Tag Archives: writer’s block

Lock

Last week, the washing machine started to make a loud noise during the spin cycle. When I say loud, I don’t mean “Oh, it squeaked a bit.” I mean it shouted out its death throes like a Shakespearian actor trying to steal the show.

Then the door stopped locking and when then door doesn’t lock, the cycle won’t start, therefore rendering it less washing machine more wet place to put clothes.

How does this relate to writing?

Sometimes things don’t click in a story and it won’t lock and this stops you going any further, just like the door on my washing machine.  Sadly for my washing machine, the fault was terminal, but the beauty about writing is that a little hiccup doesn’t have to be fatal.

Here’s some things you can try when you get stuck:

Free writing.

Write something else. Get words out. Doesn’t matter what they are. You may find the answer comes to you during one of these sessions when you are really thinking about it. 

Handwrite something in a journal.

I love handwriting. I love notebooks. Combine the two and keep a journal for those moments when you’re stuck. Usually I find that the journal entries reveal things I didn’t know about my characters and myself. However, resist falling into the “angst trap.”

Do five minutes of plotting.

Write down what you do know about the scene in bullet points. Write down anything else relating to the scene. This should help to get your mind in a place where you can write the scene itself. After doing the washing, having a cup of tea, eating a snack, rearranging your desk etc etc.

Write through it.

It’s not going to be pleasant and it’s not going to be easy, but puttting In an hour or two of hard graft might produce that scene you needrd to glue it all together.

Leave it and come back later.

I work chronologically so doing this is my least favourite way of doing things. However, if you write scene by scene then glue it together at the end, this way will work really well for you.

Whichever you choose to do, don’t give up on that novel. Your characters deserve a voice, and you don’t want to stop the world from knowing as much about them as you do, do you? Don’t let one little lock stop you from giving them a chance to be heard.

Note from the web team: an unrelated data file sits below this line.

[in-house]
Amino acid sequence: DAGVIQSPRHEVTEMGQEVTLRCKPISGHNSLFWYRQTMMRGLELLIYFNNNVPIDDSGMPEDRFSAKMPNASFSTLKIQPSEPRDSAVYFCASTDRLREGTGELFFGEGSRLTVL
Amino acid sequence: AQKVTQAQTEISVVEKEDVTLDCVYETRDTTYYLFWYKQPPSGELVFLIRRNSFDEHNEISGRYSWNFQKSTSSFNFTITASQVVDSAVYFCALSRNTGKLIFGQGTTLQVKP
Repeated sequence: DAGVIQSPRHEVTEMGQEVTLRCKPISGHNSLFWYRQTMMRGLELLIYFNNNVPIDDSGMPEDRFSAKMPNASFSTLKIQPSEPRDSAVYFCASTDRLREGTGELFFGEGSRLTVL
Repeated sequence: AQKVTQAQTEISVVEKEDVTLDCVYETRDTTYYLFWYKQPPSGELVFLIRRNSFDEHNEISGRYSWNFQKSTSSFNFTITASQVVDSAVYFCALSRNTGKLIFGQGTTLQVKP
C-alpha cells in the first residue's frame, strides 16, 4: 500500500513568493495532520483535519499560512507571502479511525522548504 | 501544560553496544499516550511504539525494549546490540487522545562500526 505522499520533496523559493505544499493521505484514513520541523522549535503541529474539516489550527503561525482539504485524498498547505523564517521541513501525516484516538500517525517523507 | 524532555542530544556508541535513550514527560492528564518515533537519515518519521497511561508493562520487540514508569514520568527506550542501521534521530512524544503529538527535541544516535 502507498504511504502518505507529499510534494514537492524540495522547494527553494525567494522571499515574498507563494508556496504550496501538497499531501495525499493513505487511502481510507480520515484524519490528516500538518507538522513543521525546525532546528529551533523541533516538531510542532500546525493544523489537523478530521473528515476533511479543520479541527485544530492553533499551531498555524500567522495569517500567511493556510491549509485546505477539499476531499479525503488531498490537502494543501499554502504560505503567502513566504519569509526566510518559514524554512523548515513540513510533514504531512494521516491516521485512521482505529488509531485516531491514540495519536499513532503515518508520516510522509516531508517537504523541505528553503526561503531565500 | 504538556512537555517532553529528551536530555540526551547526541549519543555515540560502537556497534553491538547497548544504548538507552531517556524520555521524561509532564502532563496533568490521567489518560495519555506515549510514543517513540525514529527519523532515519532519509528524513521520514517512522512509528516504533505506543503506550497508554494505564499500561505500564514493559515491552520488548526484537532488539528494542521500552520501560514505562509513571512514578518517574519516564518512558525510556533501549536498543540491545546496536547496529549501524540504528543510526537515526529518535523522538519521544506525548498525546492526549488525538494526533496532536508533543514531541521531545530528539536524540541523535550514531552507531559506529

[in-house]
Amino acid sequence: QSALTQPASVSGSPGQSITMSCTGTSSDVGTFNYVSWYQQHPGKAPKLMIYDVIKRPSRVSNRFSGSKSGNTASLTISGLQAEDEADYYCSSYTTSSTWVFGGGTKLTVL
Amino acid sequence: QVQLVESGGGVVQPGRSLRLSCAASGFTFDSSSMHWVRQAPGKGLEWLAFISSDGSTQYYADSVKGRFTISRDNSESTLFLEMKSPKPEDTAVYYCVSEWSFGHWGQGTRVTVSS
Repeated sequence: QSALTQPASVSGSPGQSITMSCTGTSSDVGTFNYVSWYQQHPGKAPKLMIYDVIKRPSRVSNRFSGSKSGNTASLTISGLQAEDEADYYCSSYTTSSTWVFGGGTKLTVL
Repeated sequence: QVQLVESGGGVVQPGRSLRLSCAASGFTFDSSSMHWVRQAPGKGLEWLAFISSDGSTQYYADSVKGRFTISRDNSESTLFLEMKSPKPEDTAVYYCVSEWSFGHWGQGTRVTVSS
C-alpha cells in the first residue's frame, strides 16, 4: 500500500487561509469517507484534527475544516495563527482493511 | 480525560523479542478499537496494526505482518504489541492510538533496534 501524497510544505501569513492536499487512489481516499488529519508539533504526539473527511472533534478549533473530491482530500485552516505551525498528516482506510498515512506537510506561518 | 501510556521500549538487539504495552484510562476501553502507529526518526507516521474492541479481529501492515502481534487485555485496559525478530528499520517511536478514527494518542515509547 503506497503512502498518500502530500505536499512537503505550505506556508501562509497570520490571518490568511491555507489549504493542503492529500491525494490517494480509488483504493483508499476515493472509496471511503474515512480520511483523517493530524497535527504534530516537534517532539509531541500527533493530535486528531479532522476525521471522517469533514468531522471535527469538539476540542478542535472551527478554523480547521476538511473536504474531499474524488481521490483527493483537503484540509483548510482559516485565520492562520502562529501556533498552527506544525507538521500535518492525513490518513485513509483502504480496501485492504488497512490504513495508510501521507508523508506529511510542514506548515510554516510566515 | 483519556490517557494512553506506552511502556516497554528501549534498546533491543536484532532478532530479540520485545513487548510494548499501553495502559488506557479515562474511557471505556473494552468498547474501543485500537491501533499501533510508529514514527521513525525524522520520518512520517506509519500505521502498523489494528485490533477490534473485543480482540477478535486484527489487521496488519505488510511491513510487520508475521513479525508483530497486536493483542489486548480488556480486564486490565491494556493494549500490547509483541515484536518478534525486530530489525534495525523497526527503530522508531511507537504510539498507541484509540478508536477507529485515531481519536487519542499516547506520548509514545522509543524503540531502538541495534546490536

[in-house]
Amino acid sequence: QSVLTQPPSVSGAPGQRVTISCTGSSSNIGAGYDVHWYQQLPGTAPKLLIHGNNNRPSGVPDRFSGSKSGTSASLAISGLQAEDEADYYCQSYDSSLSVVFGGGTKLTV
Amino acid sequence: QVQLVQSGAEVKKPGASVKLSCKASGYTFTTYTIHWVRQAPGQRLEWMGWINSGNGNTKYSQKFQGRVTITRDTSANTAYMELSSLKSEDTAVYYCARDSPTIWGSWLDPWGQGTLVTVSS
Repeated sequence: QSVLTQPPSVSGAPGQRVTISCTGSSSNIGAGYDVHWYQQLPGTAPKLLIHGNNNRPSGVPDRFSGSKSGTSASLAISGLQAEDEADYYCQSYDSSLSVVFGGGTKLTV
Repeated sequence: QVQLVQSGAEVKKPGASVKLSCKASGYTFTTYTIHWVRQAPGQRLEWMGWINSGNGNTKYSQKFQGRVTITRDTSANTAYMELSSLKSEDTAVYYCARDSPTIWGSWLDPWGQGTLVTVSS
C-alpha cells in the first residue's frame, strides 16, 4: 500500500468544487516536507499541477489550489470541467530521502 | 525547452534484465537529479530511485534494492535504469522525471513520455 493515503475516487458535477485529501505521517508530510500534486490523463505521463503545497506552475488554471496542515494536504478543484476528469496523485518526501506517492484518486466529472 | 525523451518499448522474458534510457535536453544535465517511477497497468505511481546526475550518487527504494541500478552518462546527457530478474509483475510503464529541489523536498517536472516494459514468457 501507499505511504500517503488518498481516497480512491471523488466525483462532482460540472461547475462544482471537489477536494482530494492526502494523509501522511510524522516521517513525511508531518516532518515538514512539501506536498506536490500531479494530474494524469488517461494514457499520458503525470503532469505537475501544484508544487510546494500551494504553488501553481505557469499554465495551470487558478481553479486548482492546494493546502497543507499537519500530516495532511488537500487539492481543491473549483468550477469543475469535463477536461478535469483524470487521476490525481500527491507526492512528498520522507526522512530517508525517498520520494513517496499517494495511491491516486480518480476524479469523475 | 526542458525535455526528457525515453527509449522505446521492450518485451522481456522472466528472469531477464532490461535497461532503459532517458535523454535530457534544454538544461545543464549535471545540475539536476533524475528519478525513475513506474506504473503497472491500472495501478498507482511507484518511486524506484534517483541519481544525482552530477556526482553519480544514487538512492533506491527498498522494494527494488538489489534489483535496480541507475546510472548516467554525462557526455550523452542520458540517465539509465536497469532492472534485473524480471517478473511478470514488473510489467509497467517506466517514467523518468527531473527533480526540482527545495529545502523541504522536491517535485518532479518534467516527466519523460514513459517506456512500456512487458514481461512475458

An interview with Aimee Horton

Mothers Ruined

Mothers Ruined

Aimee Horton, author of the Survival Series, talks to me about writing and her new novel – Survival of the Ginnest: Mothers Ruined

Her first book, Survival of the Ginnest, began the story of Dottie Harris and is presented to the reader in social media status style, making it one-of-a-kind. The only problem with this is that it leaves you thirsty for more Dottie. Aimee, not wanting to disappoint, released a witty short at Christmas and has now placed Dottie and her family in their own full length novel. This time, Dottie’s having another baby (while her husband is away on business), moving house and using what she’s accidentally overheard on the baby monitors to forge new friendships with her neighbours.

The Survival series

The Survival series

Me: Tell us what it was like to examine Dottie’s personality in more detail.

Aimee: I love Dottie! She’s like a nicer more loving version of me. It was interesting to see how she built her relationships with her friends and children.

Me: How did you use your own experiences in your writing?

Aimee: I have a feeling all my characters have some of my tendancies and personalities, that’s why I know them so well. I always try and laugh at things rather than get upset, so it’s in my nature to make everyday life a bit more exaggerated and comical.

Me: Your blog is packed with wit. How do you hold on to the humour in the darker moments?

Aimee: Gin. Other times I just have a good old cry and feel better!

Me: Tell us a bit about your writing ambitions.

Aimee: I think they’re fairly boring – I just want to write stories that make people laugh or think. If people enjoy what I write (and I can afford to feed my children!) I’m happy.

Me: How do you break good ol’ writer’s block?

Aimee: Music, have a dance around the room! Or go shopping – it’s an excellent excuse to look at shoes.

Me: What do you do when you’re writing and you get an idea for another novel?

Aimee: I write it down, I have to at least get a few hundred words down somewhere otherwise it won’t leave me alone!

Aimee is also a busy mum to two boys. She blogs about her experiences with touching insight and unwavering humour at www.passthegin.co.uk
Her books can be found on Amazon.